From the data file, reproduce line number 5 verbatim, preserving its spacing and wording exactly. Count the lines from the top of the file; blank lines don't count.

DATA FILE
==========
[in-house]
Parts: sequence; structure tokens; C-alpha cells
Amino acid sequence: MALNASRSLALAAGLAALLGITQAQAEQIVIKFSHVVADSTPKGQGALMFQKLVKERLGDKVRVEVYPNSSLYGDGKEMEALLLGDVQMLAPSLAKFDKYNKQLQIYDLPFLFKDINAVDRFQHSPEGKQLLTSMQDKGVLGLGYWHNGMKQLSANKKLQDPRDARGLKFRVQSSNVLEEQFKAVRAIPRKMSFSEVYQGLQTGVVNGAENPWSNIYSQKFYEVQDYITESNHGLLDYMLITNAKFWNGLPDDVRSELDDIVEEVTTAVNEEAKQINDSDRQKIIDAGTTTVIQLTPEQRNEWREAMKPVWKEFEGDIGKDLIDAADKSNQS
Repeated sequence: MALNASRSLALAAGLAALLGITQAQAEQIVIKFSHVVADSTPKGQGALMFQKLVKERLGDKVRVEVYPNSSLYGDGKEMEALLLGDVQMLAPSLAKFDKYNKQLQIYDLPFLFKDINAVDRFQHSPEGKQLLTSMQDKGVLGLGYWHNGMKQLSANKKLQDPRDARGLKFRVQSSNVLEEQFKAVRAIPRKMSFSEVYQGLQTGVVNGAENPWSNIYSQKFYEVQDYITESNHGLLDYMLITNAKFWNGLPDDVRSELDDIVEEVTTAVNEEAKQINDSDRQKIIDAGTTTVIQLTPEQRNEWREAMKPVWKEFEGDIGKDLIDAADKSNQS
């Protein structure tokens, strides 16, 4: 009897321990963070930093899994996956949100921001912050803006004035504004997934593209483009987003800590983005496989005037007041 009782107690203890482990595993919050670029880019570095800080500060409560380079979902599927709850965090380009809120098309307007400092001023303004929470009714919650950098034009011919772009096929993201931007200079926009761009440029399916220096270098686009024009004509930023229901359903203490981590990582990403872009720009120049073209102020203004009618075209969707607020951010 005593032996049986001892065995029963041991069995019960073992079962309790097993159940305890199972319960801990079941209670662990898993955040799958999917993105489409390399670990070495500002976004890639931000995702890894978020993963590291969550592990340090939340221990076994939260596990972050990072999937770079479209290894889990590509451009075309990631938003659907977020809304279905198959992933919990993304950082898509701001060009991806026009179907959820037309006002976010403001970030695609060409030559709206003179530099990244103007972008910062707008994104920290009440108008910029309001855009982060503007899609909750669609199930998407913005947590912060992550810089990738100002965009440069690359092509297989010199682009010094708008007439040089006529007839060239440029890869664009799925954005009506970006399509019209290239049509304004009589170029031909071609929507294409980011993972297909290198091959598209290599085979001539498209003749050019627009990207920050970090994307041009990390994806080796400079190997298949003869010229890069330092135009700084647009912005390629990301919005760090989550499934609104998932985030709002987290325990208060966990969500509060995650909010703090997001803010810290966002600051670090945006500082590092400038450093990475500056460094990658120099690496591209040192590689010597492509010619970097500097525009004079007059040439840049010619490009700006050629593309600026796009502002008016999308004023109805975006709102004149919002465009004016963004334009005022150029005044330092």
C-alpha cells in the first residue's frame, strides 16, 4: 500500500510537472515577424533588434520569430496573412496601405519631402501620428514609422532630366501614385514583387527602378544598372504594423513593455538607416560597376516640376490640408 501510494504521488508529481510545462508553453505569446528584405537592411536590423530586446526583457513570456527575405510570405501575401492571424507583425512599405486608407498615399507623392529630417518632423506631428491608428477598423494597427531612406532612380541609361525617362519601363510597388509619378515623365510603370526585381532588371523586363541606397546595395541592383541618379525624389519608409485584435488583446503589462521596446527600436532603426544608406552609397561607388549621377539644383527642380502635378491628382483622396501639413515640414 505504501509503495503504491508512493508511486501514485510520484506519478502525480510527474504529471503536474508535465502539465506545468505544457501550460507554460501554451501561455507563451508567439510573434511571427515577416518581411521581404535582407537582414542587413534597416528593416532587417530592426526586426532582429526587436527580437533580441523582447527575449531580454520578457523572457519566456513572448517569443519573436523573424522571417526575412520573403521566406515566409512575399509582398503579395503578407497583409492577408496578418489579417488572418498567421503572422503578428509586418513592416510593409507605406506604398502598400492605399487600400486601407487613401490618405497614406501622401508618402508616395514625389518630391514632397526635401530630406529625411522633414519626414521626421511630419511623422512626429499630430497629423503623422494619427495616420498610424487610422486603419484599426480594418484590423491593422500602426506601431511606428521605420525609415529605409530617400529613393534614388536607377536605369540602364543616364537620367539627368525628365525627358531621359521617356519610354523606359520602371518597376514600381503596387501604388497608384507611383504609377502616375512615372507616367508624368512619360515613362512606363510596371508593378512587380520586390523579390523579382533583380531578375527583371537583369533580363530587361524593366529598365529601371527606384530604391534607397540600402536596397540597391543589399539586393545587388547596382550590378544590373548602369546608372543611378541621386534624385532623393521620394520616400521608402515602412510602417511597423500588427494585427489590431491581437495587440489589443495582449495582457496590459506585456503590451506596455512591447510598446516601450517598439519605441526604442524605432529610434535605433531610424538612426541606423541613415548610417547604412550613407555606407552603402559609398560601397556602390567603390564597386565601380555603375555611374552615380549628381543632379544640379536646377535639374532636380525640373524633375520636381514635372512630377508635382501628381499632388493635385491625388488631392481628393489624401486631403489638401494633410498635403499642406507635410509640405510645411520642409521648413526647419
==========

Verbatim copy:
């Protein structure tokens, strides 16, 4: 009897321990963070930093899994996956949100921001912050803006004035504004997934593209483009987003800590983005496989005037007041 009782107690203890482990595993919050670029880019570095800080500060409560380079979902599927709850965090380009809120098309307007400092001023303004929470009714919650950098034009011919772009096929993201931007200079926009761009440029399916220096270098686009024009004509930023229901359903203490981590990582990403872009720009120049073209102020203004009618075209969707607020951010 005593032996049986001892065995029963041991069995019960073992079962309790097993159940305890199972319960801990079941209670662990898993955040799958999917993105489409390399670990070495500002976004890639931000995702890894978020993963590291969550592990340090939340221990076994939260596990972050990072999937770079479209290894889990590509451009075309990631938003659907977020809304279905198959992933919990993304950082898509701001060009991806026009179907959820037309006002976010403001970030695609060409030559709206003179530099990244103007972008910062707008994104920290009440108008910029309001855009982060503007899609909750669609199930998407913005947590912060992550810089990738100002965009440069690359092509297989010199682009010094708008007439040089006529007839060239440029890869664009799925954005009506970006399509019209290239049509304004009589170029031909071609929507294409980011993972297909290198091959598209290599085979001539498209003749050019627009990207920050970090994307041009990390994806080796400079190997298949003869010229890069330092135009700084647009912005390629990301919005760090989550499934609104998932985030709002987290325990208060966990969500509060995650909010703090997001803010810290966002600051670090945006500082590092400038450093990475500056460094990658120099690496591209040192590689010597492509010619970097500097525009004079007059040439840049010619490009700006050629593309600026796009502002008016999308004023109805975006709102004149919002465009004016963004334009005022150029005044330092």